Fray: Art and Textile Politics

Bryan-Wilson, Julia. Fray: Art and Textile Politics. Chicago, IL: University of Chicago Press, 2017.

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Abstract (English)

"Closely examining how amateurs and fine artists in the United States and Chile turned to sewing, braiding, knotting, and quilting amid the rise of global manufacturing, Julia Bryan-Wilson argues that textiles unravel the high/low divide and urges us to think flexibly about what the politics of textiles might be. Her case studies from the 1970s through the 1990s—including the improvised costumes of the theater troupe the Cockettes, the braided rag rugs of US artist Harmony Hammond, the thread-based sculptures of Chilean artist Cecilia Vicuña, the small hand-sewn tapestries depicting Pinochet’s torture, and the NAMES Project AIDS Memorial Quilt—are often taken as evidence of the inherently progressive nature of handcrafted textiles. Fray, however, shows that such methods are recruited to often ambivalent ends, leaving textiles very much “in the fray” of debates about feminized labor, protest cultures, and queer identities; the malleability of cloth and fiber means that textiles can be activated, or stretched, in many ideological directions." -- Publisher's website.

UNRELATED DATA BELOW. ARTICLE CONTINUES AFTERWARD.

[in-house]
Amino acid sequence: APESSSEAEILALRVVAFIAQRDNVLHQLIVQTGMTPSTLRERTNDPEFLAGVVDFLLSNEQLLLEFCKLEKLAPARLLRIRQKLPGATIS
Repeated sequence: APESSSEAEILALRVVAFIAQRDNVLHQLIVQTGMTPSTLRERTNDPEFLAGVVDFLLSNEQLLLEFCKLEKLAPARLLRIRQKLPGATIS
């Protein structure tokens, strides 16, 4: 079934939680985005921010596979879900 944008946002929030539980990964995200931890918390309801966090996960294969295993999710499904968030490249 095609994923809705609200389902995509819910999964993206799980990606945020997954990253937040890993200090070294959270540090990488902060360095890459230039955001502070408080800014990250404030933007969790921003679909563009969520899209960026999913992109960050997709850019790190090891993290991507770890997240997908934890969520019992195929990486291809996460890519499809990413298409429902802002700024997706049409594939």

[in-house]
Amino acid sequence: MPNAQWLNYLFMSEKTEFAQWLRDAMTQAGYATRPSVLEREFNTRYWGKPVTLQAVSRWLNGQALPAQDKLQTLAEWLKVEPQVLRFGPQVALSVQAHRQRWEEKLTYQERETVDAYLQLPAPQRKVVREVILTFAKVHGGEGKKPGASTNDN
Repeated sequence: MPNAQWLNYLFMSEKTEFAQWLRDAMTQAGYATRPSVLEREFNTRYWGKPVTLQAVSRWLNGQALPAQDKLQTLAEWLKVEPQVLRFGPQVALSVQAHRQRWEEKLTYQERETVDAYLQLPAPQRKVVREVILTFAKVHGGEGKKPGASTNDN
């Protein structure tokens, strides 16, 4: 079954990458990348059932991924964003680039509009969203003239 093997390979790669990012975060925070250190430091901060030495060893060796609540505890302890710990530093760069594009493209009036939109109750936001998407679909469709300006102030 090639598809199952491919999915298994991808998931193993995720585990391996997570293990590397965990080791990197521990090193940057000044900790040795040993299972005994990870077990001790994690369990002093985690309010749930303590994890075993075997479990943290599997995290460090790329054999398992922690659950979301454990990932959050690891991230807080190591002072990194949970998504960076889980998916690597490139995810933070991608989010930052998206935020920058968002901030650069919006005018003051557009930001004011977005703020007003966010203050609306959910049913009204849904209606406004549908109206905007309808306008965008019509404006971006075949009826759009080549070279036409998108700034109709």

Types: Anthologies, essays, collections
All Contributors: Bryan-Wilson, Julia (Author)
Dossier: en commande
ISBN: 9780226077819
Language of Publication: English
Publishers: Chicago, IL: University of Chicago Press
Copyright Statement: University of Chicago Press
Deposited by: Collections
Date Deposited: 29 Mar 2021 18:48
Last Modified: 29 Mar 2021 18:52
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